So a bit more about Twelfe/Twelfth Night. (Yeah, I spent my morning commute thinking about Shakespeare. Don't you?).
I'm wondering if I have the "A" and "B" stories completely backwards. The "A" story is the whole Orsino-Olivia-Viola triangle, and the "B" story is Toby Blech and his posse pranking Malvolio. But what if its the other way around - the play is called "Twelfth Night", after all, which is traditionally a time of carousing and festival (attempts to set it the Christmas Season just don't work - there is a three-month time lapse in the first act alone). And the Malvolio arc always seems to garner more attention in reviews and criticism than the romance.
Plus, in the Rep's case, they did a lot of business with Belch, and his cronies Curio and Aguecheek hiding in a dresser that feels like the Brothers Marx. Could it be that the purpose of the original was to show off the slapstick forms, and the entire love triangle only existed as a frame, sort of like the love story in "A Night at the Opera". Was calling "Twelfth Night" sending a signal of what to expect, sort of like calling a college film "Animal House"? Is the Belch/Malvolio arc the important one?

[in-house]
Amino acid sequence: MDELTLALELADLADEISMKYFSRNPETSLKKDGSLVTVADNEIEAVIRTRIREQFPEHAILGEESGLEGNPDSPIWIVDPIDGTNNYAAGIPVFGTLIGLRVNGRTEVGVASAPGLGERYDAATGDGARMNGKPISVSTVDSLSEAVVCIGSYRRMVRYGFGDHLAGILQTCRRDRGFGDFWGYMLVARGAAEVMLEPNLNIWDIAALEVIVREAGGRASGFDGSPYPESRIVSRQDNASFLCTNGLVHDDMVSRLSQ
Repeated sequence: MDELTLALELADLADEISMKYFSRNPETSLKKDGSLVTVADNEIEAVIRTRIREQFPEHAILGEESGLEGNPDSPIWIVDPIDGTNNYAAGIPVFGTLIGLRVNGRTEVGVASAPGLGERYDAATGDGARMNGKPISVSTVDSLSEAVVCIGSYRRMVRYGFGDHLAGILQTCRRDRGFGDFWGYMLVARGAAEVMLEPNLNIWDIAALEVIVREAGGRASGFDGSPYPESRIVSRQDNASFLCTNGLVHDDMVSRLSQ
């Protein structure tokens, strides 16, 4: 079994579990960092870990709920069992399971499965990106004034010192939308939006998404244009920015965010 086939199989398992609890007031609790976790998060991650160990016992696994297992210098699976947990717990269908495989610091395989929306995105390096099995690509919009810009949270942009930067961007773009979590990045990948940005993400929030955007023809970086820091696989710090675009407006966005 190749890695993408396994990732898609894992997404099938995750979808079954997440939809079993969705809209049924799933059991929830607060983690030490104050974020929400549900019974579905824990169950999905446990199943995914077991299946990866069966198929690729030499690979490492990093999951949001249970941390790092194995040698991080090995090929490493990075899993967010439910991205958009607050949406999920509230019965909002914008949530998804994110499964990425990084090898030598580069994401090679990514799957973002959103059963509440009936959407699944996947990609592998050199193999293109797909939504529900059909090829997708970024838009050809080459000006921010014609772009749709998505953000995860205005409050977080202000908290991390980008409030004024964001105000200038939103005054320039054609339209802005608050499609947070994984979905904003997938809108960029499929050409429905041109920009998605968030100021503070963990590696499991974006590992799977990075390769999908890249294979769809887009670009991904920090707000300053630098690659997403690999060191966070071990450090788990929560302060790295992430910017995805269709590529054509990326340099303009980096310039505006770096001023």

(On the other hand, the love-triangle arc characters are established first, and at the close, Toby and his band are off stage, and Malvolio has been dragged off, leaving the original "A" plot on-stage, so I may just be blowing smoke on this).
The other thing that occurred to me was the sense of Trinity in the creation of character on the stage. Not quite Father-Son-Holy Ghost, but rather Playwright-Actor-Director. While the reviews always seems to equate actor and role, he is just the final display of a group effort to bring character to life. But in the end, its the actor, the mortal incarnation is alone on the stage, the director in the shadows (Holy G), the playwright completely absent (Creator/Father).
Then again, maybe a better trinity would be bones (playwright), muscle (actor) and skin (director). Its just something to think about.
Why yes, it was a long commute today. Your point?
Lovecraft was right - So, this week I heard about the giant penguins who swam the seas fifty-five million years ago. https://www.npr.org/sections/thetwo-way/2017/12/12/570136162...
43 minutes ago